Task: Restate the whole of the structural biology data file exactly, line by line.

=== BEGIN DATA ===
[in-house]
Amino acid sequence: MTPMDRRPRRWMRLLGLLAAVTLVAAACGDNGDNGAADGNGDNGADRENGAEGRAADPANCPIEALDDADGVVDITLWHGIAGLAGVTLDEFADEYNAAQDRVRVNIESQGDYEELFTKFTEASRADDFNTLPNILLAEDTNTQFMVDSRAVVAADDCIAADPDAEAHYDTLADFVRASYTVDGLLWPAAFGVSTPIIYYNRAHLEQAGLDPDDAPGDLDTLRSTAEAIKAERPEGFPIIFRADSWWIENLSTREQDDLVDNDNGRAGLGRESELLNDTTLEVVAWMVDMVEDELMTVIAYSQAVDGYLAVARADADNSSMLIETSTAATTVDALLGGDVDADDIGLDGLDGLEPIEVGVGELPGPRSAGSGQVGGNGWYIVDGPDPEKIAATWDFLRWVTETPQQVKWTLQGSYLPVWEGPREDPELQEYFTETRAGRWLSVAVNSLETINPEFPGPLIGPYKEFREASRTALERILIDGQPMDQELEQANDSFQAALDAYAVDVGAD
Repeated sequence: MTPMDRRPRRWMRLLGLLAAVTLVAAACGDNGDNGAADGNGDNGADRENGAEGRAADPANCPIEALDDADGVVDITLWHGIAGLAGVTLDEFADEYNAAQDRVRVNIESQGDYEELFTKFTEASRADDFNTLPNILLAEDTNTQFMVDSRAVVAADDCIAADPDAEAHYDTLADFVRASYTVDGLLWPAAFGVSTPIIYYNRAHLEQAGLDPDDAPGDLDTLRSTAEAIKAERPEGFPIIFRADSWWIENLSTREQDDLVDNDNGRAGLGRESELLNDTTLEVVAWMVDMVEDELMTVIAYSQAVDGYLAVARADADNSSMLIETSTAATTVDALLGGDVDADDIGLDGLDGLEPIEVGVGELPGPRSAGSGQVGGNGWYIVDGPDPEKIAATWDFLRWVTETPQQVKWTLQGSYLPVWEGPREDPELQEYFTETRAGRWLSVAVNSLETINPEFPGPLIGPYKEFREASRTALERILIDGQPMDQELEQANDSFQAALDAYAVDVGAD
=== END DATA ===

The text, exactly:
[in-house]
Amino acid sequence: MTPMDRRPRRWMRLLGLLAAVTLVAAACGDNGDNGAADGNGDNGADRENGAEGRAADPANCPIEALDDADGVVDITLWHGIAGLAGVTLDEFADEYNAAQDRVRVNIESQGDYEELFTKFTEASRADDFNTLPNILLAEDTNTQFMVDSRAVVAADDCIAADPDAEAHYDTLADFVRASYTVDGLLWPAAFGVSTPIIYYNRAHLEQAGLDPDDAPGDLDTLRSTAEAIKAERPEGFPIIFRADSWWIENLSTREQDDLVDNDNGRAGLGRESELLNDTTLEVVAWMVDMVEDELMTVIAYSQAVDGYLAVARADADNSSMLIETSTAATTVDALLGGDVDADDIGLDGLDGLEPIEVGVGELPGPRSAGSGQVGGNGWYIVDGPDPEKIAATWDFLRWVTETPQQVKWTLQGSYLPVWEGPREDPELQEYFTETRAGRWLSVAVNSLETINPEFPGPLIGPYKEFREASRTALERILIDGQPMDQELEQANDSFQAALDAYAVDVGAD
Repeated sequence: MTPMDRRPRRWMRLLGLLAAVTLVAAACGDNGDNGAADGNGDNGADRENGAEGRAADPANCPIEALDDADGVVDITLWHGIAGLAGVTLDEFADEYNAAQDRVRVNIESQGDYEELFTKFTEASRADDFNTLPNILLAEDTNTQFMVDSRAVVAADDCIAADPDAEAHYDTLADFVRASYTVDGLLWPAAFGVSTPIIYYNRAHLEQAGLDPDDAPGDLDTLRSTAEAIKAERPEGFPIIFRADSWWIENLSTREQDDLVDNDNGRAGLGRESELLNDTTLEVVAWMVDMVEDELMTVIAYSQAVDGYLAVARADADNSSMLIETSTAATTVDALLGGDVDADDIGLDGLDGLEPIEVGVGELPGPRSAGSGQVGGNGWYIVDGPDPEKIAATWDFLRWVTETPQQVKWTLQGSYLPVWEGPREDPELQEYFTETRAGRWLSVAVNSLETINPEFPGPLIGPYKEFREASRTALERILIDGQPMDQELEQANDSFQAALDAYAVDVGAD